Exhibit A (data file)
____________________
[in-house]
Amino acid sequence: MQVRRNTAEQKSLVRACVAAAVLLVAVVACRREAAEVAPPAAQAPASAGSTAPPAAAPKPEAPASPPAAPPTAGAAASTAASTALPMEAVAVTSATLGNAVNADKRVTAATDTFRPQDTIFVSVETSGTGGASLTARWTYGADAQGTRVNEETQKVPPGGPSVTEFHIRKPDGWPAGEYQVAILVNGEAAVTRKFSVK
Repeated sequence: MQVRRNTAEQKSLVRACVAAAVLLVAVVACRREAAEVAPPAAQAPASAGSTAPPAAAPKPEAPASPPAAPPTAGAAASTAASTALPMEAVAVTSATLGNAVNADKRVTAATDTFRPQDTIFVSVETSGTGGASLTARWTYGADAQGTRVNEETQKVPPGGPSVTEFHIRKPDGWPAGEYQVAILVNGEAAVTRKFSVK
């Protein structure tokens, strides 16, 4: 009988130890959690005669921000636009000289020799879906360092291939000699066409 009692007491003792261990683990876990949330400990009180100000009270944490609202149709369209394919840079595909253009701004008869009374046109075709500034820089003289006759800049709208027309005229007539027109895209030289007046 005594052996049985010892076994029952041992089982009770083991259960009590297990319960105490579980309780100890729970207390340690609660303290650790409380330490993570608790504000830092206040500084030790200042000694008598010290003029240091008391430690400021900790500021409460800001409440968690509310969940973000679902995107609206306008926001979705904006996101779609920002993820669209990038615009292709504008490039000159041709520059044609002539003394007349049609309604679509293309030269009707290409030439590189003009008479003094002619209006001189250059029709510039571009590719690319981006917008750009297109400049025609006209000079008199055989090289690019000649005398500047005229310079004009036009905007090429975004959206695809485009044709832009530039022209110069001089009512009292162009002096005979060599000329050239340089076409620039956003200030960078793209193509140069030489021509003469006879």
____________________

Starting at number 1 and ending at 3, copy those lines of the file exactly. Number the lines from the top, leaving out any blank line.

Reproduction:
[in-house]
Amino acid sequence: MQVRRNTAEQKSLVRACVAAAVLLVAVVACRREAAEVAPPAAQAPASAGSTAPPAAAPKPEAPASPPAAPPTAGAAASTAASTALPMEAVAVTSATLGNAVNADKRVTAATDTFRPQDTIFVSVETSGTGGASLTARWTYGADAQGTRVNEETQKVPPGGPSVTEFHIRKPDGWPAGEYQVAILVNGEAAVTRKFSVK
Repeated sequence: MQVRRNTAEQKSLVRACVAAAVLLVAVVACRREAAEVAPPAAQAPASAGSTAPPAAAPKPEAPASPPAAPPTAGAAASTAASTALPMEAVAVTSATLGNAVNADKRVTAATDTFRPQDTIFVSVETSGTGGASLTARWTYGADAQGTRVNEETQKVPPGGPSVTEFHIRKPDGWPAGEYQVAILVNGEAAVTRKFSVK